number = 7024034
y = 2006
m = 04
d = 04
inventor = Kim "et al"
title = Color Temperature Conversion System and Method Using the Same
] [cite journal|journal=Journal of the Korean Physical Society|volume=41|issue=6|month=December|year=2002|pages=865–871|title=Design of Advanced Color Temperature Control System for HDTV Applications| url=http://icpr.snu.ac.kr/resource/wop.pdf/J01/2002/041/R06/J012002041R060865.pdf|author=Bongsoon Kang, Ohak Moon, Changhee Hong, Honam Lee, Bonghwan Cho and Youngsun Kim]

x_c=egin{cases}-0.2661239 frac{10^9}{T^3} - 0.2343580 frac{10^6}{T^2} + 0.8776956 frac{10^3}{T} + 0.179910 & 1667 ext{K} leq T leq 4000 ext{K} \-3.0258469 frac{10^9}{T^3}+2.1070379 frac{10^6}{T^2} + 0.2226347 frac{10^3}{T} + 0.24039 & 4000 ext{K} leq T leq 25000 ext{K}end{cases}

y_c=egin{cases}-1.1063814 x_c^3 - 1.34811020 x_c^2 + 2.18555832 x_c - 0.20219683 & 1667 ext{K} leq T leq 2222 ext{K} \-0.9549476 x_c^3 - 1.37418593 x_c^2 + 2.09137015 x_c - 0.16748867 & 2222 ext{K} leq T leq 4000 ext{K} \+3.0817580 x_c^3 - 5.87338670 x_c^2 + 3.75112997 x_c - 0.37001483 & 4000 ext{K} leq T leq 25000 ext{K}end{cases}The Planckian locus can also be approximated in the CIE 1960 UCS, which is used to compute CCT and CRI, using the following expressions: [cite journal| journal=Color Research & Application|title=An algorithm to calculate correlated colour temperature|first=Michael P.|last=Krystek|volume=10|issue=1|month=January|year=1985|pages=38–40|doi=10.1002/col.5080100109|quote=A new algorithm to calculate correlated colour temperature is given. This algorithm is based on a rational Chebyshev approximation of the Planckian locus in the CIE 1960 UCS diagram and a bisection procedure. Thus time-consuming search procedures in tables or charts are no longer necessary.]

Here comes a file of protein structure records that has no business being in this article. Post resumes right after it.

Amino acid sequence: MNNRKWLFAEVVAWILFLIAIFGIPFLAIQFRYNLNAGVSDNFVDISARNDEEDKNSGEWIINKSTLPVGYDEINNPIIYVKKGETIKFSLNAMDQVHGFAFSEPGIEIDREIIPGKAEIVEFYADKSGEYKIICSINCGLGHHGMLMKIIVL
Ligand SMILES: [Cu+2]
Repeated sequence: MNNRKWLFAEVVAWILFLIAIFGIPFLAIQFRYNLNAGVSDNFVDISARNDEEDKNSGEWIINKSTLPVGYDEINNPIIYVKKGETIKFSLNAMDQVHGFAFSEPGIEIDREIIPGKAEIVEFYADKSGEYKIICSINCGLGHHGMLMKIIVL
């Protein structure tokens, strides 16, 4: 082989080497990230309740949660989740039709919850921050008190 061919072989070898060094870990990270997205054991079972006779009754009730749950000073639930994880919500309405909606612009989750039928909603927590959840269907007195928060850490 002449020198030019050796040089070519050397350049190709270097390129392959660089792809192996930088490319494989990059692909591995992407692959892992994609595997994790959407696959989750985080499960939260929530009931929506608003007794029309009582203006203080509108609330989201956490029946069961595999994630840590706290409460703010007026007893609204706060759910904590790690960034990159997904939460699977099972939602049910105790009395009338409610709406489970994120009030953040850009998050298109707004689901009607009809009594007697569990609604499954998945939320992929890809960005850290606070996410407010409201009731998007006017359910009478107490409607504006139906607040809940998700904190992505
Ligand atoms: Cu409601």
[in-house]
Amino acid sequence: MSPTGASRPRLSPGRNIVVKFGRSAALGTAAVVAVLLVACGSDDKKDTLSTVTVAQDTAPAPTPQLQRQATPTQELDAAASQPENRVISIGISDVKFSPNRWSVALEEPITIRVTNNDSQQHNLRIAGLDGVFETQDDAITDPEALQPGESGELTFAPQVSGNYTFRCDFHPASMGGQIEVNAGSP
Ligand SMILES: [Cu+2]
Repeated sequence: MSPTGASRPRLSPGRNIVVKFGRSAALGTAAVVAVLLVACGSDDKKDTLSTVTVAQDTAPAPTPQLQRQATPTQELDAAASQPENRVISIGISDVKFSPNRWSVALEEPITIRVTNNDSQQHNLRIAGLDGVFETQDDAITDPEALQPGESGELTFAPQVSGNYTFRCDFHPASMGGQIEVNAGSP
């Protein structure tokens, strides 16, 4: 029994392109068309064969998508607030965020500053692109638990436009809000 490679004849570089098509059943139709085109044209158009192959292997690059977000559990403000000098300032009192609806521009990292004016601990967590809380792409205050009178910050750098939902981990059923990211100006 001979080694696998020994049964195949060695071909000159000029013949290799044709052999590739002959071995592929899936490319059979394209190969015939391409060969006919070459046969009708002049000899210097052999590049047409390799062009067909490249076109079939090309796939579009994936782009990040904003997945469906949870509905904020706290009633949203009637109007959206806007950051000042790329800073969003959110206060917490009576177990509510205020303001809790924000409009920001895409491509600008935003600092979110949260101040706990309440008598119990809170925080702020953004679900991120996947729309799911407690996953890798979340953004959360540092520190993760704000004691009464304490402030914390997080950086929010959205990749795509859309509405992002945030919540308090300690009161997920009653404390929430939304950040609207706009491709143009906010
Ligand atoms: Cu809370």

ar{u}(T)=frac{0.860117757+1.54118254 imes 10^{-4}T + 1.28641212 imes 10^{-7} T^2}{1+8.42420235 imes 10^{-4}T + 7.08145163 imes 10^{-7}T^2}

ar{v}(T)=frac{0.317398726+4.22806245 imes 10^{-5}T + 4.20481691 imes 10^{-8} T^2}{1-2.89741816 imes 10^{-5}T+1.61456053 imes 10^{-7}T^2}

This approximation is accurate to within left| u-ar{u} ight| < 8 imes10^{-5} and left|v-ar{v} ight|<9 imes10^{-5} for 1000K

Correlated color temperature